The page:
Deep Venous Thrombosis
Deep Venous Thrombosis (DVT) is a condition wherein a blood clot develops in a deep vein that accompanies an artery, mostly in the lower limbs. Consequently, the clot affects blood circulation. Usually thrombosis sets in when the coagulation function is impaired or imbalanced due to abnormalities in the blood, altered blood flow or damage to the blood vessels. Typically the main veins affected by deep venous thrombosis are inner thigh, calf, groin and lower abdomen. A person suffering from deep vein thrombosis is likely to experience pain and swelling in the affected limbs. The pain in the affected leg can become so severe that the person is unable to bear weight on it. This condition is different from arterial thrombosis where the clot forms in the arteries. The main risk factor associated with deep venous thrombosis is that the clot may break off and travel along the blood stream to lodge itself in the lungs, heart or brain. This disease is usually noticed in adults over 60 years.
Deep Venous Thrombosis - DVT is brought about by reduced blood flow or thickening of the blood. Persons who have undergone surgery and been given anti-clotting drugs are likely to develop this condition. Long car or plane journeys, fractures, birth control pills and surgery are potential conditions that may lead to this disease. Those with a history of polycythemia vera or hypercoagulability are more likely to suffer this condition. One of the potential dangers of deep venous thrombosis is pulmonary embolism. Pulmonary embolism is a serious, life-threatening condition where the embolism blocks or closes the artery in the lung. Another complication of deep venous thrombosis is post-thrombotic syndrome characterized by edema, hyper pigmentation and skin ulceration.
Some of the diagnostic tests that help detect deep venous thrombosis are Ultrasound Doppler, Venography of the legs and D-dimer blood test. The Doppler ultrasound aids in studying the reduced blood flow in the affected limbs. The venogram is a special x-ray that reveals any blood clot that is responsible for obstructed blood flow. Magnetic Resonance (MR) Venography with Gadolinium contrast is considered as a prime imaging modality in the diagnosis of DVT.
The blood tests can reveal the clotting tendency. Heparin is an anticoagulant that has been intravenously given to a patient along with oral Warfarin. These medications cause an increase in clotting time. But careful monitoring is of the essence so as to avoid the risk of hemorrhage.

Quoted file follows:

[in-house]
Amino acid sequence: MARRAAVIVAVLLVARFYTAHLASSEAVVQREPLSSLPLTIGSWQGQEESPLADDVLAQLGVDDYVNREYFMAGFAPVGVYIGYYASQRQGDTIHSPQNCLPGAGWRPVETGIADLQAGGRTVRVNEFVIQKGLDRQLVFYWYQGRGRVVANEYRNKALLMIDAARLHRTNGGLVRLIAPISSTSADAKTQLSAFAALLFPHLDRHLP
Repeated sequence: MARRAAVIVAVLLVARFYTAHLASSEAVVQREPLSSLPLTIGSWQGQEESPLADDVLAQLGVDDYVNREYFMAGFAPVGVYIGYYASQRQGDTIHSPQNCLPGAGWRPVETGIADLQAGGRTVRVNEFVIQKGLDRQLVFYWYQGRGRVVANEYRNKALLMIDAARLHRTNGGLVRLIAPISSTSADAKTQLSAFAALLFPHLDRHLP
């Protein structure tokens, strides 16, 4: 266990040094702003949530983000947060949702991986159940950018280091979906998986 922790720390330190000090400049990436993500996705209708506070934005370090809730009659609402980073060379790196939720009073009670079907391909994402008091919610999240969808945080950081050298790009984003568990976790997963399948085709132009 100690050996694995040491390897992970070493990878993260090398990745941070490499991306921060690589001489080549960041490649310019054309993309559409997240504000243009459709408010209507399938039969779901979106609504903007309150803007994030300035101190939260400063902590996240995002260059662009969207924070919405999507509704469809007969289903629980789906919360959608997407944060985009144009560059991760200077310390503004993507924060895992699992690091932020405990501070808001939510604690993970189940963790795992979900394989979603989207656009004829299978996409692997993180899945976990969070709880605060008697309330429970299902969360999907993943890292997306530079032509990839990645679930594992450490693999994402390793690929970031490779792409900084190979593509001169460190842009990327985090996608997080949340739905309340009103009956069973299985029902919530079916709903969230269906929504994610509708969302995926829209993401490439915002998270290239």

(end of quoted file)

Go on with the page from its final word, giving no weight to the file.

When an artery in the lungs gets blocked, it is referred to as a medical condition of Pulmonary embolism. This condition can be life threatening. Often deep vein thrombosis (DVT) can lead to pulmonary embolism. The blood clots may originate in any other part of the body such as the arm, pelvis or legs. These clots travel through the bloodstream and enter the pulmonary arteries. Recent surgery or injury can lead to a blood clots. Persons with heart disease or those on estrogen therapy are at increased risk of pulmonary embolism. Typical symptoms experienced by those suffering from pulmonary embolism are chest pain, sudden shortness of breath and rapid heartbeat. A patient might have wheezing and weak pulse. The symptoms of pulmonary embolism depend on the extent and size of clots. Embolus can also be the result of fat from the bone marrow that has escaped into the bloodstream. It can also occur due to air bubbles formed during intravenous infusion or surgery. While large emboli cause considerable distress such as chest pain, smaller ones cause shortness of breath. Patients suffering from pulmonary embolism tend to have cough that produces sputum. There may be bluish discoloration on the skin and pain in the legs. Fainting spells or seizures might occur due to sudden decrease in oxygen-rich blood to the brain and other organs. Bluish tint on the skin (cyanosis) is observed when one or more large pulmonary arteries are obstructed.
Diagnostic procedures to detect pulmonary embolism:
One of the initial steps to help a person suffering from pulmonary embolism is administration of oxygen and analgesics. Oxygen is administered through a nasal cannulae or face mask. Blood clots are treated with anticoagulant drugs like heparin or warfarin. But the duration and dosage of anticoagulants needs to be monitored so that it does not result in bleeding in other body organs. Thrombolysis is a procedure whereby Thrombolytic agents (clot-dissolving agents) are injected into the bloodstream to dissolve existing blood clots. Surgery (Pulmonary embolectomy) is often resorted to for removal of clots.
Cyanosis is the condition where the skin of a person turns blue or purplish due to reduced oxygen. This bluish color is noticed mostly on the lips, fingers and toes. It is the result of circulatory or heart problems. It is indicative of too little oxygen in the blood. Cyanosistic heart disease is characterised by bluish or grayish skin, tiredness and puffy eyes. Chest pain and fainting might occur.
Causes of cyanosis
Diagnostic tests such as chest x-ray, complete blood count, ECG, Heart MRI, Cardiac catherization and pulse oximeter might be done to ascertain the problem leading to cyanosis. Some congenital heart diseases might need surgery to rectify any birth defect.
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Bibliography / Reference
Collection of Pages - Last revised Date: June 24, 2019